Markham's teaching roots help tap potential|
by Kimberly Wright
Air University Public Affairs
2/16/2012 - MAXWELL AIR FORCE BASE, Ala. -- An instructor's legacy of caring has earned him applause from a civic group.
Houston Markham, instructional systems specialist in curriculum development for the Holm Center for Officer Accessions and Citizen Development, received the Young Professional of the Year Award from Emerge Montgomery Feb. 6.
He credits his strong support system of family and co-workers who encouraged him since he was an intern at Maxwell in 1995.
"This award is not all about me. It's about them," he said.
His empathy for those new to the base helps him as an instructor and course director for Civilian Acculturation Leadership Training, or CALT. "I see myself in a lot of those young people," he said.
The two-week course is designed for civilians with two to five years of experience and no prior military background - "OTS for civilians, for lack of a better term," said Markham. The civilians are housed on the Officer Training School campus, immersed in Air Force culture and develop leadership skills.
He also teaches and evaluates as part of the academic instructor course for newly hired instructors at OTS as well as courses for Air Force Junior Reserve Office Training Corps and AFROTC instructors, impacting more than 2,500 instructors, according to the information submitted for the award nomination.
Markam was a major player in the Holm Center's curriculum branch receiving an "Outstanding" from the Air Education and Training Command Inspector General in 2011.
He reviews content, quality and method of academic programs, researches and adapts new educational programs and evaluation procedures within the Holm Center.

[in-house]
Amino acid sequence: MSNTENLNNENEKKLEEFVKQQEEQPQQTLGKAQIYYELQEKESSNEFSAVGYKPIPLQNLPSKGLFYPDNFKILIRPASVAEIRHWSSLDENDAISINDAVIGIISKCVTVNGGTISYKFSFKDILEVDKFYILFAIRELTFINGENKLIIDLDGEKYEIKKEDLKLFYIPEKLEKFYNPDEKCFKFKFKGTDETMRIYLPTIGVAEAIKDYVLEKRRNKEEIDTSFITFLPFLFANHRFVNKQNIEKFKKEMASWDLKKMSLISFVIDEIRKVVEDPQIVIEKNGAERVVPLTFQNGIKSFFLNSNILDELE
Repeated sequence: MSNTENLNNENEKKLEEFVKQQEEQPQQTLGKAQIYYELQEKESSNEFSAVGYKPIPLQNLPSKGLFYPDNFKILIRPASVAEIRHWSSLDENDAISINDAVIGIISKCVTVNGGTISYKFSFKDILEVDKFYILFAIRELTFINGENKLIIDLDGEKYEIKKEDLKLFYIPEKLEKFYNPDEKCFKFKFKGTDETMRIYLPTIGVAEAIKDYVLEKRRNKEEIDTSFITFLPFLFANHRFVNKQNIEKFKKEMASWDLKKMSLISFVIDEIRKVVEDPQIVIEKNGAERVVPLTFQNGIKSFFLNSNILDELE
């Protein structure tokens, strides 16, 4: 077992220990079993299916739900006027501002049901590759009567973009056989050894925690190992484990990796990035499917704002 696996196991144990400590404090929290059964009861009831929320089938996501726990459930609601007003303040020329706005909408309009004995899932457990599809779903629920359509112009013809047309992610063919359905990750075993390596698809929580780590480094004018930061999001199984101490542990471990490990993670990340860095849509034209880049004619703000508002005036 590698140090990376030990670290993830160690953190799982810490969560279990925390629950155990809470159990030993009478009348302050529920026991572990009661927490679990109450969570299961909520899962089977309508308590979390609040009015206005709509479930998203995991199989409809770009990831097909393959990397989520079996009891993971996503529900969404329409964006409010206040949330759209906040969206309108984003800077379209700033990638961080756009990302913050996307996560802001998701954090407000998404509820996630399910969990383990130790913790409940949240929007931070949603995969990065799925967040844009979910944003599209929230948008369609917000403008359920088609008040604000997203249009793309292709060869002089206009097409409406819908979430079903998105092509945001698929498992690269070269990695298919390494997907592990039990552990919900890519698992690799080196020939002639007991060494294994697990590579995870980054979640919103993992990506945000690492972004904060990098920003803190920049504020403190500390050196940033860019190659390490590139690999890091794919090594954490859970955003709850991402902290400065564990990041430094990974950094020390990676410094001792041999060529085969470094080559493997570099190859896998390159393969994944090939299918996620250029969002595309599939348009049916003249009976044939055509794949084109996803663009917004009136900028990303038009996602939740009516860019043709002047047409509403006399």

Through his work as an instructor and curriculum designer, he also impacted an assortment of people in the community, including Alabama Department of Transportation employees, Montgomery Public School administrators and instructors, and youth at Frazier Memorial United Methodist Church and Alabama State University.
For example, he provided more than 250 hours of curriculum design instruction to more than 500 Montgomery Public School administrators and instructors.
Novadean Watson-Stone, chief of instructor education and evaluation, lauded Markam's ability to assess the strengths and needs of those he teaches and pull "from his pool of knowledge to help that person," she said. "He's able to walk into a classroom and walk out having made a difference."
Watson-Stone said she's not the only one impressed by his abilities. She pointed out that students regularly praise Markam in after-class assessments.
"He definitely has a strong passion for academic excellence," she said.
Markham has worked at Air University Headquarters and Air War College, but found his niche as an instructor.
Markham works in Building 803, which is now known as the Air University Academic Facility. However, it used to be the Academic Instructor School, and it is here he cut his teeth as an instructor after "leaders and bosses determined my skills would be useful at the Academic Instructor School," he said.
Though he was a bit awed by the responsibility - "I was frightened to death," he admitted - he drew upon the encouragement of others to help him realize his potential. Both his parents are educators, his mother an English teacher, his father a football coach at Alabama State University. Markam said the greatest reward he has experienced is the feedback from students he was able to help.
"It's great to hear that you made a difference in their growth and their lives," he said. "That's what I cherish about this profession. ... This award is about giving of self. If more people were willing to give, the world would be a better place."
In addition to helping others learn, Markam is continuing his education, pursuing a doctorate in adult education with a tentative completion date of December 2013.